18 “There are three things that are too amazing for me,
four that I do not understand:
19 the way of an eagle in the sky,
the way of a snake on a rock,
the way of a ship on the high seas,
and the way of a man with a young woman
20 “This is the way of an adulterous woman:
She eats and wipes her mouth
and says, ‘I’ve done nothing wrong.’
The modern tendency is to explain everything, which reduces things to the level of our own understanding. But the mark of true wisdom is humility, which shows itself here in the author’s amazement. The modern says “that’s just a bird,” or “it’s only a ship,” and goes on with his day in a mood of indifference. Somewhere along the way he has lost his sense of wonder, and is bored with the things that ought to inspire. But it is he who is boring, the beauty is there but he cannot grasp it.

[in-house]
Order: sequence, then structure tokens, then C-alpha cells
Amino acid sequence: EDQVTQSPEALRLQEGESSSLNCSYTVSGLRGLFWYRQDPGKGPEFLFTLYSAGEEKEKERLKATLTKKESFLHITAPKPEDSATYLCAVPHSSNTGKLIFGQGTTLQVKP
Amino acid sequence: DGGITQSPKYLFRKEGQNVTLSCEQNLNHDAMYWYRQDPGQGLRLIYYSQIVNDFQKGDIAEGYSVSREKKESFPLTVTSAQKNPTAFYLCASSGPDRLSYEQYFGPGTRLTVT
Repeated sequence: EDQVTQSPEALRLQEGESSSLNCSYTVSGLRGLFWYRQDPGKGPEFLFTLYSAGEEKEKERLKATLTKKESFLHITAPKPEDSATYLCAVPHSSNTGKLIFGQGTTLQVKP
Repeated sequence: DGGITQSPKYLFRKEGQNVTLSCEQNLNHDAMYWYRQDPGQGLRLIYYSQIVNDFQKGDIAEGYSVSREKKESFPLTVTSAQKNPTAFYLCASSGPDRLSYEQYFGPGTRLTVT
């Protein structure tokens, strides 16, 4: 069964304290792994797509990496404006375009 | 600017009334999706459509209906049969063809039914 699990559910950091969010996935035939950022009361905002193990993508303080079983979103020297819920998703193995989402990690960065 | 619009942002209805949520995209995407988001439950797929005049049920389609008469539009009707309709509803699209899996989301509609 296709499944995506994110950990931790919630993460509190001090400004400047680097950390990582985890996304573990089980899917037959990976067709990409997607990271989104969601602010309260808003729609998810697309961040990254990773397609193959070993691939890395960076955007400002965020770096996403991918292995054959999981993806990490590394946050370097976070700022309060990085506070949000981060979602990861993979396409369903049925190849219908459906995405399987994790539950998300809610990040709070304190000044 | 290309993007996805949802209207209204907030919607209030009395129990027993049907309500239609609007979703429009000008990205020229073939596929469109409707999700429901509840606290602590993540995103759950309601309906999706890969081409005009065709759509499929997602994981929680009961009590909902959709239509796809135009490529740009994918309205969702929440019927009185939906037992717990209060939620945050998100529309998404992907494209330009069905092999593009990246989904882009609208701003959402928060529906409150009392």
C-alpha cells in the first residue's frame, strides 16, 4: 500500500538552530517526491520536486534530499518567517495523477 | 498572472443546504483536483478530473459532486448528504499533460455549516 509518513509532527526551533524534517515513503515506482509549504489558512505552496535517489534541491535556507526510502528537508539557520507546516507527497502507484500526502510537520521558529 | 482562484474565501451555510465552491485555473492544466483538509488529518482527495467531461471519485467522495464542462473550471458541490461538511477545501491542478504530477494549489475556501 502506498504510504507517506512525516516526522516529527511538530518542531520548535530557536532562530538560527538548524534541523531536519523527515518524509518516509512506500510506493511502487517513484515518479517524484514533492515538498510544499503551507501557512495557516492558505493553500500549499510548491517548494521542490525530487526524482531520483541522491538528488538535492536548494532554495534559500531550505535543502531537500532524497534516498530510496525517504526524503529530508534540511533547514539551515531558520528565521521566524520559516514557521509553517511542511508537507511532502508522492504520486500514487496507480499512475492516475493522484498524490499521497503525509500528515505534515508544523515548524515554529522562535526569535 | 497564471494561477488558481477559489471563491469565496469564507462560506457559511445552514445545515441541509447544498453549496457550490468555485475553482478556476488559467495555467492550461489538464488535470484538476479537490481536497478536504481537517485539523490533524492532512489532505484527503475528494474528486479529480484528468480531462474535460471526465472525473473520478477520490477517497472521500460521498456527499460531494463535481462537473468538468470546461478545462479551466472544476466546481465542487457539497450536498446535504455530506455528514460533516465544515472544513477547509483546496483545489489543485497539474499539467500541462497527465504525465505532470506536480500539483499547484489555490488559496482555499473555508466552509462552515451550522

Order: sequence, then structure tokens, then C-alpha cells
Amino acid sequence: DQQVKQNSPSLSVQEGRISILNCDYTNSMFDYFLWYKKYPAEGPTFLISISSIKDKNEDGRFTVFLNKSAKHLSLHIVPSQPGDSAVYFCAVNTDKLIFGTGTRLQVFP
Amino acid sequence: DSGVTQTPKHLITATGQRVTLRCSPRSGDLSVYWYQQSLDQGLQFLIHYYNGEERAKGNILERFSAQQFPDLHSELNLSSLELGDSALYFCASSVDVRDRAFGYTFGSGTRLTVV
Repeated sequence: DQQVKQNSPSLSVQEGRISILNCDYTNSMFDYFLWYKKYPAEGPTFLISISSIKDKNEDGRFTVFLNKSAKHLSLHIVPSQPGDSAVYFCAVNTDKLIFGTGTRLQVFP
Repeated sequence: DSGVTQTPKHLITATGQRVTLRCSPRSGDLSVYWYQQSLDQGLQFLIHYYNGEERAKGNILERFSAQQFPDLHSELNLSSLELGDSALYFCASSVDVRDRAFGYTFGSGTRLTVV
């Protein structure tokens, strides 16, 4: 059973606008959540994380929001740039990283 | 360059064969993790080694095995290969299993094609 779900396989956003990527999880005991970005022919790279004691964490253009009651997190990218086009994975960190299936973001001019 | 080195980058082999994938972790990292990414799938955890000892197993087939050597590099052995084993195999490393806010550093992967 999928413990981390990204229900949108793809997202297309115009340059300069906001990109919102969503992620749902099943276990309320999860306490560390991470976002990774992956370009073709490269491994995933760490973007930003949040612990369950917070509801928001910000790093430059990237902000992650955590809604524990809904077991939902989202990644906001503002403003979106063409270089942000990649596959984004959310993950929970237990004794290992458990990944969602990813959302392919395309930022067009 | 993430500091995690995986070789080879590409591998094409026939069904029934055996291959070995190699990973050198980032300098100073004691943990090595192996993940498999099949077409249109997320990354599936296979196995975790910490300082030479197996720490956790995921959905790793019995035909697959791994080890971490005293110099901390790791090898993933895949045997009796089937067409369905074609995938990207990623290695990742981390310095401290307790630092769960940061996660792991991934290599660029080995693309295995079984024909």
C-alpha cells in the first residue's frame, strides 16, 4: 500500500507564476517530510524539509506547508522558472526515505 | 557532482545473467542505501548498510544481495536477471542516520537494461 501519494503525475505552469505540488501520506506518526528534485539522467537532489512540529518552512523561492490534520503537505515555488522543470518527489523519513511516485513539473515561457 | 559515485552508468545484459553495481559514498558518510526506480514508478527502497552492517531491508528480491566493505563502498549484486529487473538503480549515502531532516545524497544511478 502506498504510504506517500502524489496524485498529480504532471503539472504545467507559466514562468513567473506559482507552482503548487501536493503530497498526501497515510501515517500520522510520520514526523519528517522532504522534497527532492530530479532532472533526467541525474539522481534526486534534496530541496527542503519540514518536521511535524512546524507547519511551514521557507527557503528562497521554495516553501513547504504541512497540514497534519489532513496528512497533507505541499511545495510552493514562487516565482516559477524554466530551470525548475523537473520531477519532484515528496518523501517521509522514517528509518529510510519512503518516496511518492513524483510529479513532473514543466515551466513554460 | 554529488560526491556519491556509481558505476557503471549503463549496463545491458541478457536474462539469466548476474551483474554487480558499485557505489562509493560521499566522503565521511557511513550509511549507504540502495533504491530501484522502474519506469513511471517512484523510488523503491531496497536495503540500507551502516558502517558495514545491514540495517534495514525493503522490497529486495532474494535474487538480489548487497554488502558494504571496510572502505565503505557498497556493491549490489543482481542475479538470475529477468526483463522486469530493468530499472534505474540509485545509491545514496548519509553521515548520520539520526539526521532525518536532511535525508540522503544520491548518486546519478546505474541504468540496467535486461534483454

Perhaps the most tragic effect of this attitude is the degradation of sex. The intimacy of “one flesh;” the arousal of love and inspiration of song; the beautiful dance by which life is conceived; has become “just an appetite.” But this so-called liberation, which discards guilt along with meaning, turns out to be nothing new. Whatever we call it, it is the way of adultery, and the destination is the same now as it always was. “I’ve done nothing wrong,” says the adulteress. Though she has long forgotten the significance of sex, and in spite of her numbness, she justifies herself nonetheless.